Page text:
Something clicked in 2023. Our novel research on loneliness the year prior drove our galvanizing campaign on the Power of Us, bringing fresh focus, energy and momentum, and informing all our future work. (More on that in a minute.) But feeling confident about looking forward is only possible because we’re proud of our progress as we close out our five-year strategic plan.  

The plan cemented in 2019 was an ambitious one: pursue progressive philanthropy, find a way to create impact despite our comparatively small discretionary granting options and be a force for change. For the first time, Toronto Foundation embraced a very clear purpose for our work in the city. At the centre of it was a commitment to changing ourselves, philanthropy and the world around us. Reflecting on 2023, we’ve grown in leaps and bounds from when we first set out on this course. 


Adopting an equity lens was a new way to approach our granting. What we realized mid-way through the plan, during the global social justice reckoning of 2020, was that we also had to turn inwards to affect change.

DEI is a practice, not a project. 

Where we’ve landed at the end of the plan is with a mindset that DEI is a practice, not a project. That shows up in our DEI policy, staff DEI team, as well as a committee for Black, Indigenous and racialized board members. Last year marked our third annual staff DEI pulse survey, conducted with the help of our DEI consultant, Mending the Chasm, second DEI policy review, and a full screen of our recruitment and onboarding practices. Amidst a year where intense international conflict brought local fallout, we’re steadfast in our commitment to equity, denouncing antisemitism and Islamophobia, and ensuring that our policies, programs and actions do no harm. 

What was at one time a novel concept of centring equity, is now mainstream. While equity remains a priority, it must keep evolving both inside and outside the organization.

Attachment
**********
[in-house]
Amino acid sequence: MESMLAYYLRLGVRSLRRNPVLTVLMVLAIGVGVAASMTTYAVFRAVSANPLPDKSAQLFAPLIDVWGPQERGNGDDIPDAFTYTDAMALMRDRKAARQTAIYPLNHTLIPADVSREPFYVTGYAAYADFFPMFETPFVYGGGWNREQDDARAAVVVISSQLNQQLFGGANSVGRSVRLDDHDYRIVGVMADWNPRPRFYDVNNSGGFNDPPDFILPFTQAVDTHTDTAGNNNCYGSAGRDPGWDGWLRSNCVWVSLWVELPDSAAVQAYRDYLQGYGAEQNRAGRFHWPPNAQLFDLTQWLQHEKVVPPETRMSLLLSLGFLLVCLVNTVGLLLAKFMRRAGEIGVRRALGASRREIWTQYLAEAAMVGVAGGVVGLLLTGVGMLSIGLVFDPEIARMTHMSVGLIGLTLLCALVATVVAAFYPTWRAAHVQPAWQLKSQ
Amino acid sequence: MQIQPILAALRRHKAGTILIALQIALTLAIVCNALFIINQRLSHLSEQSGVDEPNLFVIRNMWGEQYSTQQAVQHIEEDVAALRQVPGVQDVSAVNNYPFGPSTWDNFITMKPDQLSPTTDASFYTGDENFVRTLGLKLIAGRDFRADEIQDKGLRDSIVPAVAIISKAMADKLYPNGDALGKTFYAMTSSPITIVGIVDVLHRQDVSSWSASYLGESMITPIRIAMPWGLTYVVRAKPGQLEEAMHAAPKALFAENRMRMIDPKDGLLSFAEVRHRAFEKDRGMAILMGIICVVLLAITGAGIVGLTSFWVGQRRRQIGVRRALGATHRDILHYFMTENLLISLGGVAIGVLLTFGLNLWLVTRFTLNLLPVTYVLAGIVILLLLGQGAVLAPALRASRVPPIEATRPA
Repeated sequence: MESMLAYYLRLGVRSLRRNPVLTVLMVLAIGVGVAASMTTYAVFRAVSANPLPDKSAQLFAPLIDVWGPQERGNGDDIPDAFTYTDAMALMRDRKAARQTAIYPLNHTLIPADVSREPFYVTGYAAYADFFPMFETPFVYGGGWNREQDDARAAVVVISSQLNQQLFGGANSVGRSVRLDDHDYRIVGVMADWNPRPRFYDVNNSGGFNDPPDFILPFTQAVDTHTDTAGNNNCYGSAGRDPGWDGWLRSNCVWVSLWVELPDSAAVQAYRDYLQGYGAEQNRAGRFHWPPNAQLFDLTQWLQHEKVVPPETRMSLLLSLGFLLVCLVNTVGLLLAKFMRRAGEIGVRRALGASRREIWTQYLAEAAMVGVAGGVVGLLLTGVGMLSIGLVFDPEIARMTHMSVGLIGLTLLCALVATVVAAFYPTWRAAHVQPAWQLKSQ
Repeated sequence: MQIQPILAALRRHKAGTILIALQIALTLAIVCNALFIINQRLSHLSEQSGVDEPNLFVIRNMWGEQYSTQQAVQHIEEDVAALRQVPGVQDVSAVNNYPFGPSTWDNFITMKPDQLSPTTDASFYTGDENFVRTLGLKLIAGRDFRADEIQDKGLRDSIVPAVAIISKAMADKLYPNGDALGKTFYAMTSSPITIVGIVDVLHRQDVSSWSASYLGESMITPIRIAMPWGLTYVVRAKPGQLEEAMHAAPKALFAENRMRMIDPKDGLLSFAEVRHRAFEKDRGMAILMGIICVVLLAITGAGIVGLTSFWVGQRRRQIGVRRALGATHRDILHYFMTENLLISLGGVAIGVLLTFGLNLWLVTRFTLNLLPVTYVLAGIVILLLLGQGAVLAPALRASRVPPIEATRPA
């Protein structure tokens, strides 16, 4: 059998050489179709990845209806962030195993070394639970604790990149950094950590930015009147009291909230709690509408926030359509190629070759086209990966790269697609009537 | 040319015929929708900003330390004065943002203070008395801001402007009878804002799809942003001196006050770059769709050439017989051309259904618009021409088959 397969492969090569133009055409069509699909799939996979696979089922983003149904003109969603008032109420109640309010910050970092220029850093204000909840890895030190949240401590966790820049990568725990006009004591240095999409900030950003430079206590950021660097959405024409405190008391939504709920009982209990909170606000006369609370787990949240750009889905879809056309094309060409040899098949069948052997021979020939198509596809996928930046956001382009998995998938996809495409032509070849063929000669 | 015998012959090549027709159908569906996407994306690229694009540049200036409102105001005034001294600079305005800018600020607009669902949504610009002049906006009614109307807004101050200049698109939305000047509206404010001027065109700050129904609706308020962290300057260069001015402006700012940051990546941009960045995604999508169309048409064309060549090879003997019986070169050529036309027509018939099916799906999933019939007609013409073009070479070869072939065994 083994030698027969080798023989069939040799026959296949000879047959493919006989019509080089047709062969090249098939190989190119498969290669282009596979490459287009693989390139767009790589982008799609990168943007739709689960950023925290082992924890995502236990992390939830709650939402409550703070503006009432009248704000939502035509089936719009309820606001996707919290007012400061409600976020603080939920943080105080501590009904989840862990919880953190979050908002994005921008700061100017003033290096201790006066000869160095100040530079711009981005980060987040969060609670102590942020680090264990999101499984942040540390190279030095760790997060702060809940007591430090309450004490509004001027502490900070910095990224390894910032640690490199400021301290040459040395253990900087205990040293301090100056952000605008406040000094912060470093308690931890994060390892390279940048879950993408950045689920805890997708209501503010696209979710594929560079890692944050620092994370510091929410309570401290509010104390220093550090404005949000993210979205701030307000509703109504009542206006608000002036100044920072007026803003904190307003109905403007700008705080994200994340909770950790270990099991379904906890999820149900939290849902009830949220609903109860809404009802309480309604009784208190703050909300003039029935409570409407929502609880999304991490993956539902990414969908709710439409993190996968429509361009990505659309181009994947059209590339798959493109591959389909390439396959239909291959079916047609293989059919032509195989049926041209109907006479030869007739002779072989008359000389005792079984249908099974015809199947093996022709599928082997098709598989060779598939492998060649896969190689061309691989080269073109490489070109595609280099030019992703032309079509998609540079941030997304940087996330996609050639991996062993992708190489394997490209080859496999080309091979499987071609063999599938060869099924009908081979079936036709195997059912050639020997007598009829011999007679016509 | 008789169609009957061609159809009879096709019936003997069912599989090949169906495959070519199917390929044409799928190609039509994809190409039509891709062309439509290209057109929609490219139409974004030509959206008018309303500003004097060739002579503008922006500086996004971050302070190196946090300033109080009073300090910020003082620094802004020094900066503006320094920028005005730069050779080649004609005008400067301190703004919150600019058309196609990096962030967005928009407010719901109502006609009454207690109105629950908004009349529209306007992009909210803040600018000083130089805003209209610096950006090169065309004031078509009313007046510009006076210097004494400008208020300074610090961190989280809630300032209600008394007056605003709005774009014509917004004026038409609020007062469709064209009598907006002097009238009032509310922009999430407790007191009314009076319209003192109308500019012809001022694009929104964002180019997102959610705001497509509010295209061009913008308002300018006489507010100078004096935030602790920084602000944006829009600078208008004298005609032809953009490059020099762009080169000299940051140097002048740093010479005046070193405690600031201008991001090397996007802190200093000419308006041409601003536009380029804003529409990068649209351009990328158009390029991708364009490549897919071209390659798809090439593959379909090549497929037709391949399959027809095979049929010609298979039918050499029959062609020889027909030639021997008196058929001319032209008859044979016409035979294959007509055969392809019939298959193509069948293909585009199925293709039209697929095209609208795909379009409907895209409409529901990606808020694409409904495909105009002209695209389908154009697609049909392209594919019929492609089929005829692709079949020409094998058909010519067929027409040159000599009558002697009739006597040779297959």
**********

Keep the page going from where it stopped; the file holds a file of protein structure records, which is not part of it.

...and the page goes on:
Despite the immense wealth in Toronto, we’ve always known that the lion’s share of donations is going to well-resourced, big brand charitable organizations. Recent research alludes to how lopsided giving is: 78% of charitable organizations in this country are small. That means they operate with $500,000 or less annually. We know these are notoriously the most underfunded organizations in the charitable sector.

Mobilizing the grassroots to come together in mutual support must be at the heart of our solutions now and in the future. 

With all the external pressures facing vulnerable Torontonians, more and more are relying on charities for their essential needs. And we know that local, neighbourhood organizations are highly trusted by those with nowhere else to go. Mobilizing the grassroots to come together in mutual support must be at the heart of our solutions now and in the future. 

For the first time our Toronto’s Vital Signs Grants were dedicated to smaller organizations. Within the program we reserved nine grants for groups doing charitable work, but without the official status. Those smaller organizations and incorporated nonprofits are the sole features of the 2024 online Good to Give Guide. While there’s no way for our fundholders to grant to non-charitable groups directly, you can contribute to our Community-Led Change Fund to add to the collective impact of such a pool. 

It’s these same vulnerable folks we tend to think of when it comes to the harshest impact of a changing climate. We continue to do the internal work to advance our environmental practices while remaining an active signatory to the Canadian Philanthropic Commitment on Climate Change and humbly learn from the findings of the first year’s report back. 

Having signed the Philanthropic Community’s Declaration of Action on Reconciliation in 2017, we’re deepening our relationship with the coalition of Indigenous-led and serving organizations in Toronto. In 2023 we piloted a variation of our Deacon Legacy Grants, essentially handing Toronto Aboriginal Support Services Council (TASSC) the funding designated for Indigenous organizations, to administer as they saw fit, as one way to further their self-determination. We’re keen to meet with TASSC and reflect on what did and didn’t work about the approach.